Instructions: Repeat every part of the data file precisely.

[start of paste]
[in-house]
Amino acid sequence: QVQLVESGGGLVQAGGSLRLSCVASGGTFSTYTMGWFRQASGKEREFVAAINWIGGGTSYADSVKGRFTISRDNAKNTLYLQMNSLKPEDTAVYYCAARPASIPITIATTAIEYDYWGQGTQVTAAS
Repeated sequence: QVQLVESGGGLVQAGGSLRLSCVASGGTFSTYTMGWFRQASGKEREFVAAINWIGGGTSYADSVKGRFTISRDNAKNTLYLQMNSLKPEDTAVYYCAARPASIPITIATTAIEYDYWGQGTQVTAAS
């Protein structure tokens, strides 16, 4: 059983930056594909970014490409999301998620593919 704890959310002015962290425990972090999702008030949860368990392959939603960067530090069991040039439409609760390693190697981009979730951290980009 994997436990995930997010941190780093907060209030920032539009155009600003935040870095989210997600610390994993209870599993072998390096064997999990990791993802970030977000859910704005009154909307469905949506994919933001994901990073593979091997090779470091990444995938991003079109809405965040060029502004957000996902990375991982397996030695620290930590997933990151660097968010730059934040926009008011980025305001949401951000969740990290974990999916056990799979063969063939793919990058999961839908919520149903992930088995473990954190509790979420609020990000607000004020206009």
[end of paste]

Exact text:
[in-house]
Amino acid sequence: QVQLVESGGGLVQAGGSLRLSCVASGGTFSTYTMGWFRQASGKEREFVAAINWIGGGTSYADSVKGRFTISRDNAKNTLYLQMNSLKPEDTAVYYCAARPASIPITIATTAIEYDYWGQGTQVTAAS
Repeated sequence: QVQLVESGGGLVQAGGSLRLSCVASGGTFSTYTMGWFRQASGKEREFVAAINWIGGGTSYADSVKGRFTISRDNAKNTLYLQMNSLKPEDTAVYYCAARPASIPITIATTAIEYDYWGQGTQVTAAS
């Protein structure tokens, strides 16, 4: 059983930056594909970014490409999301998620593919 704890959310002015962290425990972090999702008030949860368990392959939603960067530090069991040039439409609760390693190697981009979730951290980009 994997436990995930997010941190780093907060209030920032539009155009600003935040870095989210997600610390994993209870599993072998390096064997999990990791993802970030977000859910704005009154909307469905949506994919933001994901990073593979091997090779470091990444995938991003079109809405965040060029502004957000996902990375991982397996030695620290930590997933990151660097968010730059934040926009008011980025305001949401951000969740990290974990999916056990799979063969063939793919990058999961839908919520149903992930088995473990954190509790979420609020990000607000004020206009």